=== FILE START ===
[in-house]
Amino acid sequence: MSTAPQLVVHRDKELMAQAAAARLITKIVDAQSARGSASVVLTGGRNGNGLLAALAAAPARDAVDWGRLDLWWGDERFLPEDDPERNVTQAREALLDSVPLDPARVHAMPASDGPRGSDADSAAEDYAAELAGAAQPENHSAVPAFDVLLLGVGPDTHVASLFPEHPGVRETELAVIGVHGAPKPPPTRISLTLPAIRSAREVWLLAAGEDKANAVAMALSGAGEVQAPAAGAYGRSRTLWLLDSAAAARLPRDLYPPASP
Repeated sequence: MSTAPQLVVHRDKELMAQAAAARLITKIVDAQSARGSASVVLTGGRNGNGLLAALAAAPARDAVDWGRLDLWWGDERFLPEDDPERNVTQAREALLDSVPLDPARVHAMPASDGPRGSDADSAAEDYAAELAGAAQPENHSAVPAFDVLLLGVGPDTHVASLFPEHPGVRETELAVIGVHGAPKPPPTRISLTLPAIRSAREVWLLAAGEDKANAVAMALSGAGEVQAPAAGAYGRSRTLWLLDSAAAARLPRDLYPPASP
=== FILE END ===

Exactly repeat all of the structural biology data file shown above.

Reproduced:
[in-house]
Amino acid sequence: MSTAPQLVVHRDKELMAQAAAARLITKIVDAQSARGSASVVLTGGRNGNGLLAALAAAPARDAVDWGRLDLWWGDERFLPEDDPERNVTQAREALLDSVPLDPARVHAMPASDGPRGSDADSAAEDYAAELAGAAQPENHSAVPAFDVLLLGVGPDTHVASLFPEHPGVRETELAVIGVHGAPKPPPTRISLTLPAIRSAREVWLLAAGEDKANAVAMALSGAGEVQAPAAGAYGRSRTLWLLDSAAAARLPRDLYPPASP
Repeated sequence: MSTAPQLVVHRDKELMAQAAAARLITKIVDAQSARGSASVVLTGGRNGNGLLAALAAAPARDAVDWGRLDLWWGDERFLPEDDPERNVTQAREALLDSVPLDPARVHAMPASDGPRGSDADSAAEDYAAELAGAAQPENHSAVPAFDVLLLGVGPDTHVASLFPEHPGVRETELAVIGVHGAPKPPPTRISLTLPAIRSAREVWLLAAGEDKANAVAMALSGAGEVQAPAAGAYGRSRTLWLLDSAAAARLPRDLYPPASP